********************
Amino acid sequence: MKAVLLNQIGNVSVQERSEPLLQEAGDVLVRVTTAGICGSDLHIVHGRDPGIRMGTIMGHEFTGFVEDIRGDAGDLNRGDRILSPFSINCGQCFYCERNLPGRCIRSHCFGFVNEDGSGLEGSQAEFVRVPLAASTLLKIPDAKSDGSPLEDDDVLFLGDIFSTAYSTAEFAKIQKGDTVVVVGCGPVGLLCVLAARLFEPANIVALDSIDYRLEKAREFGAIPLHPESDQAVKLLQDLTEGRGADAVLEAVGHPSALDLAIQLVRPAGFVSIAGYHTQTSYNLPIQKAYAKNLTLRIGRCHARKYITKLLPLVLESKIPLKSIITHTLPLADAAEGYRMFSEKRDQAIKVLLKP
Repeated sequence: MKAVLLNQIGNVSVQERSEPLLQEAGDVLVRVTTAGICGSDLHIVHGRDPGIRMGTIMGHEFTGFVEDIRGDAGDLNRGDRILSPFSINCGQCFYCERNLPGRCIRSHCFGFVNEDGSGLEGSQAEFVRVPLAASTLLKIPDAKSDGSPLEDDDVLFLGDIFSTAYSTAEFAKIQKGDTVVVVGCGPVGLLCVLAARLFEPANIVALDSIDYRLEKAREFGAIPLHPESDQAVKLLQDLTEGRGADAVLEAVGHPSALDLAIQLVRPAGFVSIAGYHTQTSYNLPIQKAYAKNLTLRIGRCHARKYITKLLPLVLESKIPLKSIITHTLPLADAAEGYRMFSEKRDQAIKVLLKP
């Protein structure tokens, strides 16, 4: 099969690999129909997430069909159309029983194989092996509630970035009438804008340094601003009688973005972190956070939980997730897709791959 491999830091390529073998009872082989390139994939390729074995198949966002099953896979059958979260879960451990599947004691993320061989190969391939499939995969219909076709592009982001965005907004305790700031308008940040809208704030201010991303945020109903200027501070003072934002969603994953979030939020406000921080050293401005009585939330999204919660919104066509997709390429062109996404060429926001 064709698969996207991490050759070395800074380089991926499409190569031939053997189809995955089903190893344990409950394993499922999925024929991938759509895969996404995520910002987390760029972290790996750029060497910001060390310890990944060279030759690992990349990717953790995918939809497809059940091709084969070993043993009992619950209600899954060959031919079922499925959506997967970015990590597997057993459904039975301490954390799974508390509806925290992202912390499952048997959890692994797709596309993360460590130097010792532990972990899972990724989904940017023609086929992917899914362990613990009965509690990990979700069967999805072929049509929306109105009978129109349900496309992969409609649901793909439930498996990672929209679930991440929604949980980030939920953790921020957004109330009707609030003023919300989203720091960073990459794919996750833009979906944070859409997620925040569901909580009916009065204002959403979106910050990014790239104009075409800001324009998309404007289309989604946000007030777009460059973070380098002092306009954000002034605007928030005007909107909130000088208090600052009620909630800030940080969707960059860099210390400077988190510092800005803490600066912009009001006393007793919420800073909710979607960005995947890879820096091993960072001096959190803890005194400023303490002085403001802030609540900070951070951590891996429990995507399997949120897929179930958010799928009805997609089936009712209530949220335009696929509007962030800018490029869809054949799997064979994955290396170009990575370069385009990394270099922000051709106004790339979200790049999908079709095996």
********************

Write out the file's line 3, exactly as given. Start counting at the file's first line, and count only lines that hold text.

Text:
């Protein structure tokens, strides 16, 4: 099969690999129909997430069909159309029983194989092996509630970035009438804008340094601003009688973005972190956070939980997730897709791959 491999830091390529073998009872082989390139994939390729074995198949966002099953896979059958979260879960451990599947004691993320061989190969391939499939995969219909076709592009982001965005907004305790700031308008940040809208704030201010991303945020109903200027501070003072934002969603994953979030939020406000921080050293401005009585939330999204919660919104066509997709390429062109996404060429926001 064709698969996207991490050759070395800074380089991926499409190569031939053997189809995955089903190893344990409950394993499922999925024929991938759509895969996404995520910002987390760029972290790996750029060497910001060390310890990944060279030759690992990349990717953790995918939809497809059940091709084969070993043993009992619950209600899954060959031919079922499925959506997967970015990590597997057993459904039975301490954390799974508390509806925290992202912390499952048997959890692994797709596309993360460590130097010792532990972990899972990724989904940017023609086929992917899914362990613990009965509690990990979700069967999805072929049509929306109105009978129109349900496309992969409609649901793909439930498996990672929209679930991440929604949980980030939920953790921020957004109330009707609030003023919300989203720091960073990459794919996750833009979906944070859409997620925040569901909580009916009065204002959403979106910050990014790239104009075409800001324009998309404007289309989604946000007030777009460059973070380098002092306009954000002034605007928030005007909107909130000088208090600052009620909630800030940080969707960059860099210390400077988190510092800005803490600066912009009001006393007793919420800073909710979607960005995947890879820096091993960072001096959190803890005194400023303490002085403001802030609540900070951070951590891996429990995507399997949120897929179930958010799928009805997609089936009712209530949220335009696929509007962030800018490029869809054949799997064979994955290396170009990575370069385009990394270099922000051709106004790339979200790049999908079709095996």